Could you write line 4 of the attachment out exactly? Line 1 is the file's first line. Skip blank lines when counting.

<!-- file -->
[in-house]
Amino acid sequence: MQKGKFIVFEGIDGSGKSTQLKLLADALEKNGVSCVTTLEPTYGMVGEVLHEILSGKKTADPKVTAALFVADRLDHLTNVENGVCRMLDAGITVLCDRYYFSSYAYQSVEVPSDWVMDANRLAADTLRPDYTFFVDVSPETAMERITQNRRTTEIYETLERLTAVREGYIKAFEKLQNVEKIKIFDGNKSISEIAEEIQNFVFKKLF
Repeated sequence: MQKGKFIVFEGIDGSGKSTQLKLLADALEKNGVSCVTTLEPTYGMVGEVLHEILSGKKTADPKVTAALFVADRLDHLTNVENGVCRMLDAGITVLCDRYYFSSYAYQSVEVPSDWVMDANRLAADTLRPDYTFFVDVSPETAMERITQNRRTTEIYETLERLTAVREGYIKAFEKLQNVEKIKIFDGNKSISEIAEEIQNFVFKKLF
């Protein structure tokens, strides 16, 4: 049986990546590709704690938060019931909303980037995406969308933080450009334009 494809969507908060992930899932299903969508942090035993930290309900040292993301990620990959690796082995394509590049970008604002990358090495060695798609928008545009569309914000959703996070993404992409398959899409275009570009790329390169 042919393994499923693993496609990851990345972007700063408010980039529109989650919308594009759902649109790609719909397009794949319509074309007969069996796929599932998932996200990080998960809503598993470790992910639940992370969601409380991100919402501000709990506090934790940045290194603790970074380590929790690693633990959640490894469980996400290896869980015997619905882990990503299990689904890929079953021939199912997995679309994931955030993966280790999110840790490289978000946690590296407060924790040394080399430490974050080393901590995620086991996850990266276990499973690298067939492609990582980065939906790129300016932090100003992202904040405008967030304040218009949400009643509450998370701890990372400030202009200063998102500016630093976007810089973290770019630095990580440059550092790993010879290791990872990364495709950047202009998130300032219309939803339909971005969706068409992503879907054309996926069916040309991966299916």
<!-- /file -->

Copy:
């Protein structure tokens, strides 16, 4: 049986990546590709704690938060019931909303980037995406969308933080450009334009 494809969507908060992930899932299903969508942090035993930290309900040292993301990620990959690796082995394509590049970008604002990358090495060695798609928008545009569309914000959703996070993404992409398959899409275009570009790329390169 042919393994499923693993496609990851990345972007700063408010980039529109989650919308594009759902649109790609719909397009794949319509074309007969069996796929599932998932996200990080998960809503598993470790992910639940992370969601409380991100919402501000709990506090934790940045290194603790970074380590929790690693633990959640490894469980996400290896869980015997619905882990990503299990689904890929079953021939199912997995679309994931955030993966280790999110840790490289978000946690590296407060924790040394080399430490974050080393901590995620086991996850990266276990499973690298067939492609990582980065939906790129300016932090100003992202904040405008967030304040218009949400009643509450998370701890990372400030202009200063998102500016630093976007810089973290770019630095990580440059550092790993010879290791990872990364495709950047202009998130300032219309939803339909971005969706068409992503879907054309996926069916040309991966299916």